Three years ago, Massachusetts resident Peter Kelleher’s 33-year-old son, Travis, passed away from a drug overdose while living on the street. This tragedy inspired Kelleher to spring to action and make sure that everyone had a warm meal to eat during the wintertime. He started by distributing soup and warm clothing to those who need it—now, he even has a set of buses to help him reach even more folks.
“I had to do something,” Kelleher said. “And I came up with this brainstorm that I was going to make soup, and bring it out to the homeless.”
Kelleher’s acts of kindness started going viral when he gave an older woman his hat and gloves on a cold day. Soon, a movement called “Support the Soupman” began and people started donating to Kelleher.
Journalist Al Roker accompanied Kelleher one day to see how much the hot soup and warm clothes could help those in need.
“What does a hot cup of soup mean?” Roker asked Kelleher.
“Warmth and kindness and love,” Kelleher responded. “That’s what it means to me.”
Since beginning his Soupman project, Kelleher estimates that he’s given out more than 3,000 cups of soup and donated tens of thousands of winter clothes. He even recently started traveling with a portable shower, which enables those who are homeless to clean up and enjoy warm water.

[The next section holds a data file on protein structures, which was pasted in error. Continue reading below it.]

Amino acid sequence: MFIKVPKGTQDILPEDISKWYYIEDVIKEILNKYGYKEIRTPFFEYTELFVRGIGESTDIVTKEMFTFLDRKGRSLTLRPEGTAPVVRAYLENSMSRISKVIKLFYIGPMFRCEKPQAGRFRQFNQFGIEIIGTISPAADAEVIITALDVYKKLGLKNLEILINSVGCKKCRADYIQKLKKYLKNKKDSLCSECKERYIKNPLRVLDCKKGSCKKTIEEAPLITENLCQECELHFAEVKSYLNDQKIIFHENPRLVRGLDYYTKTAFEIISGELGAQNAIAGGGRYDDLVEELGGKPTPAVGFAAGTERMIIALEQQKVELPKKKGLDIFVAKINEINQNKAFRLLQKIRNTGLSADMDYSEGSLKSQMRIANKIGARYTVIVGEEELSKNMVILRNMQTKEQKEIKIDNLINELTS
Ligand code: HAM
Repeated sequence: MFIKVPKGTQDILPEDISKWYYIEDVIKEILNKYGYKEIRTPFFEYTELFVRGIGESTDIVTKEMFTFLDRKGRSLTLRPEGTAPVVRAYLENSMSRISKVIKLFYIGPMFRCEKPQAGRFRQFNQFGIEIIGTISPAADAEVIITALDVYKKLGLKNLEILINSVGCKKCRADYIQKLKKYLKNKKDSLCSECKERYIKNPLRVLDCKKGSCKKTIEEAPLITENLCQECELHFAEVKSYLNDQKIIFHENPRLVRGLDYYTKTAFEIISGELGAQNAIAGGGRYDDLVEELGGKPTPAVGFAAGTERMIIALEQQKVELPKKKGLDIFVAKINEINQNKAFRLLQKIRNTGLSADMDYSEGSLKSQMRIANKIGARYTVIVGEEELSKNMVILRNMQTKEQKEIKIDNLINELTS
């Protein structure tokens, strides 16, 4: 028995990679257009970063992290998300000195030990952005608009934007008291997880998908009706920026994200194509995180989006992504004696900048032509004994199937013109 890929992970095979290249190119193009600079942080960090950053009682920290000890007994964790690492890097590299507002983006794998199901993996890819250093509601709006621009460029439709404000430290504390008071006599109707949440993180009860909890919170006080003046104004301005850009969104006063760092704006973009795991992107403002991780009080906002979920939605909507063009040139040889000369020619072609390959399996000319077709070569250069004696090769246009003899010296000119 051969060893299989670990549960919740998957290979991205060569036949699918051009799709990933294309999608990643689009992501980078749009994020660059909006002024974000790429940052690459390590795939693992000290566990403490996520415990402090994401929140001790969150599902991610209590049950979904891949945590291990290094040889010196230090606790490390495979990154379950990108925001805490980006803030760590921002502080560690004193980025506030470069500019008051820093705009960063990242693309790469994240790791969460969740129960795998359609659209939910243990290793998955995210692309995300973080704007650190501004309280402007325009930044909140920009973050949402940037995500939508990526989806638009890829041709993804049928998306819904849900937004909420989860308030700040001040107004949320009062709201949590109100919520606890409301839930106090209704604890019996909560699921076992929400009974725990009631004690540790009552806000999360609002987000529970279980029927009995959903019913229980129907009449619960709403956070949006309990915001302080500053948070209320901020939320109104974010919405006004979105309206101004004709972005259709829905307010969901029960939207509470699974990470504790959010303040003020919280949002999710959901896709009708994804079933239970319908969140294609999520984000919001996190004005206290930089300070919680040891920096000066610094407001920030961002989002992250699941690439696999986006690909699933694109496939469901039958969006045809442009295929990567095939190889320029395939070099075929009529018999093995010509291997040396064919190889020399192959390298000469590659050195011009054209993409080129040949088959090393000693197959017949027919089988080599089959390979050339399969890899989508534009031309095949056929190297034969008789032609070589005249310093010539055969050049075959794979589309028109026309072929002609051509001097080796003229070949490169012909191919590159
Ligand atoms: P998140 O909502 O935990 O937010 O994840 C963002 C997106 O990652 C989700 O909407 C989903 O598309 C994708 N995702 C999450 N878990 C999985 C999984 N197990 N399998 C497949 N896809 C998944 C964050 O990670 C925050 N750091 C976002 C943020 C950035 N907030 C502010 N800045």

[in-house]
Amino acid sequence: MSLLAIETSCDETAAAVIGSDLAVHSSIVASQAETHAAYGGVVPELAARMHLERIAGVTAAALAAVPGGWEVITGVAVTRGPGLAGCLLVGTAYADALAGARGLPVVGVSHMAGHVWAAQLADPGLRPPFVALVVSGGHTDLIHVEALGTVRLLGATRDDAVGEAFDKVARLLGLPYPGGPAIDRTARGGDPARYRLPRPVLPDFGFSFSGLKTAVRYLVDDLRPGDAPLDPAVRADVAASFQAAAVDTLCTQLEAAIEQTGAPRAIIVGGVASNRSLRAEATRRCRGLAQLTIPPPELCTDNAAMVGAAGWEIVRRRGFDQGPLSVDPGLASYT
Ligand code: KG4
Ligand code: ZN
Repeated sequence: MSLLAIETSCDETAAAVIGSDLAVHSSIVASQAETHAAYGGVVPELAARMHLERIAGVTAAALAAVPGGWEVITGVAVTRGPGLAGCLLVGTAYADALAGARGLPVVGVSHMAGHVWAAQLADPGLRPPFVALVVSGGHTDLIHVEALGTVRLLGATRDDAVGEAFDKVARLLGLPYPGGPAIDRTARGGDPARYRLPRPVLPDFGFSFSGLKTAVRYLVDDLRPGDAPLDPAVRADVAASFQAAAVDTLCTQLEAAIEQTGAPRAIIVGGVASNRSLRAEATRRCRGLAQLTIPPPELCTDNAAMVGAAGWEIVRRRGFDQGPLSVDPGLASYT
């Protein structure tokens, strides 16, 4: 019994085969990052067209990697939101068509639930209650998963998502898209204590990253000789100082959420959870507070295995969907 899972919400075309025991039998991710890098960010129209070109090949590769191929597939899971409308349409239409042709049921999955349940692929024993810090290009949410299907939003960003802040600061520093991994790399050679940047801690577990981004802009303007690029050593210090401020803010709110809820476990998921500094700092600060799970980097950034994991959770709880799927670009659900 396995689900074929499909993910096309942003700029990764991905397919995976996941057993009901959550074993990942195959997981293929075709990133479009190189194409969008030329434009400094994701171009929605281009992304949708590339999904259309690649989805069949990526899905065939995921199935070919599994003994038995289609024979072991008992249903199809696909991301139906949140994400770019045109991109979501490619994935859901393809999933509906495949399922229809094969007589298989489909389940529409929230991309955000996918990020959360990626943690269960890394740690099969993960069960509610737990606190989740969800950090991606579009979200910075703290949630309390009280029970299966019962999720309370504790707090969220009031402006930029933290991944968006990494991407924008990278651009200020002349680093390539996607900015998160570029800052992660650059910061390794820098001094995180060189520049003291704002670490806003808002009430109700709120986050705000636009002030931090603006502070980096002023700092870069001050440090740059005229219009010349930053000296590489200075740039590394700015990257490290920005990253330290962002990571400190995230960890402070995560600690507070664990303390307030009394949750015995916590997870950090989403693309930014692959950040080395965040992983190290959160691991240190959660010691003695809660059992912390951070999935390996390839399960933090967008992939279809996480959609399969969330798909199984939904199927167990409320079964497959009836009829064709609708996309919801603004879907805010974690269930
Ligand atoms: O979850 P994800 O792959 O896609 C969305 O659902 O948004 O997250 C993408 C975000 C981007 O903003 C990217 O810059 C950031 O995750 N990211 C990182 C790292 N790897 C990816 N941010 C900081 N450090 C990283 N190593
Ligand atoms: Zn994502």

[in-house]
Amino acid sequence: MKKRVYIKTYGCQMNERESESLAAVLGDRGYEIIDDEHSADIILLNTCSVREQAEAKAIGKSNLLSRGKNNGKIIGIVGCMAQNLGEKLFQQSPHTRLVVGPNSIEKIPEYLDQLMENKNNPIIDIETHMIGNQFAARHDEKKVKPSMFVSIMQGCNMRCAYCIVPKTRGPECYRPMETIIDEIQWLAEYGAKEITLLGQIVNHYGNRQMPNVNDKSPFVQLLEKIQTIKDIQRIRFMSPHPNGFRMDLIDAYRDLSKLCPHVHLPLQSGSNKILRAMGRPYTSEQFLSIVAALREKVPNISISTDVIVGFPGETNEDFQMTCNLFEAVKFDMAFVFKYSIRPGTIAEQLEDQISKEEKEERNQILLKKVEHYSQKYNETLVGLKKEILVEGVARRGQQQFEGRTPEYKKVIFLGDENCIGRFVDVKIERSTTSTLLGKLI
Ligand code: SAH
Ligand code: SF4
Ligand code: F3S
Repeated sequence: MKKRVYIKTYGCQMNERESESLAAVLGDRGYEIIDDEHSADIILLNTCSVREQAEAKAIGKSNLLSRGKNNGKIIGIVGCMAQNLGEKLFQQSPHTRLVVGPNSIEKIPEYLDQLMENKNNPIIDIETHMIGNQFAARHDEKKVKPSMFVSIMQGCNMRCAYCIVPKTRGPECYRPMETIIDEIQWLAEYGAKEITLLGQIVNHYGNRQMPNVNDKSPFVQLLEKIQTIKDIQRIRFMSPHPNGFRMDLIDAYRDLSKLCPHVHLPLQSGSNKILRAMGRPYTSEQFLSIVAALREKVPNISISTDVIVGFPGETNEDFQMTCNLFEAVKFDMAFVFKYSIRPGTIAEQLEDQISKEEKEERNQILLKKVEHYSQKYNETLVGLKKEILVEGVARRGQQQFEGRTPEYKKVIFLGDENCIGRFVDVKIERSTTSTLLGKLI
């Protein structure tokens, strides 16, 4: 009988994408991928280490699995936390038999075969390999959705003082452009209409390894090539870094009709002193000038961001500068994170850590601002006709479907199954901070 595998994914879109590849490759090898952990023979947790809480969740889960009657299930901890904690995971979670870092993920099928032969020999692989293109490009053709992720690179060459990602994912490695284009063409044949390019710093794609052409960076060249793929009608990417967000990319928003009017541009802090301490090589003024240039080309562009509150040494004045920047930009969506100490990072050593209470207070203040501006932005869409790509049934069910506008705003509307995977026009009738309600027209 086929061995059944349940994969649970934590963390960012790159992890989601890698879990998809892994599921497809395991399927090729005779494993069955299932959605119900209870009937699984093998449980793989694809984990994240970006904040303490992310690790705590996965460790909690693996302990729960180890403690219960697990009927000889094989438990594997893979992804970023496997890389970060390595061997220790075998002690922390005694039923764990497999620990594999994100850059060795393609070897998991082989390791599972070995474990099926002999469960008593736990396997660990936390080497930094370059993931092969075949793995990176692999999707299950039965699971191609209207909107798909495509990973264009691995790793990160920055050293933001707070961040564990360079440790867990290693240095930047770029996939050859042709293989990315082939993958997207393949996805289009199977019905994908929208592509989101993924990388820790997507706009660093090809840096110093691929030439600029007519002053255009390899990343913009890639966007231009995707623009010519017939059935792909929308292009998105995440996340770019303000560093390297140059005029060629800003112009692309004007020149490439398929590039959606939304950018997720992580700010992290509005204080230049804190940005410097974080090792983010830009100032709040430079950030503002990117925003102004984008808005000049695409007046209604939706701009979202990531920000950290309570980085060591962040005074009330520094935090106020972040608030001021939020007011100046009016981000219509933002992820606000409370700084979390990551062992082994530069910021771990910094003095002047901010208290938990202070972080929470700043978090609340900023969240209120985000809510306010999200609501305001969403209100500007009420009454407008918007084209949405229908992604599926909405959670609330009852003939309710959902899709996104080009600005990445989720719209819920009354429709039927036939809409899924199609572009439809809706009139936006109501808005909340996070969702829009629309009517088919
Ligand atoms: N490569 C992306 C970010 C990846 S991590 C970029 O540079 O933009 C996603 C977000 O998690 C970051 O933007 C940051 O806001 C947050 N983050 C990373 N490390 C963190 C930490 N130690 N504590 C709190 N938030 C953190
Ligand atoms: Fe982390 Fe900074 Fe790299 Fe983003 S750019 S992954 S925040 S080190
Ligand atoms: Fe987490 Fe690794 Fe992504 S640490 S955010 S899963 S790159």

Brockton, Massachusetts Mayor Moises Rodrigues received the keys to the portable shower in a ceremony back in October. He praised Kelleher and all that he does for the most vulnerable populations in the community.
“I’m truly honored that someone by the fact that, whatever reasons got you here, you are here now with this kind of project, to help those who need it most in the community,” Rodrigues said.
“The issue of homelessness and drug use and people getting involved with addictions in our community is not going away. Chances are it’s going to get worse. It’s also important for us to band together to work…”
Kelleher said that he’s had cities and towns in different states calling and asking him to bring his buses around to help their communities.
“It’s pretty simple, people helping people,” Kelleher said. “And it doesn’t take much to put a smile on someone’s face.”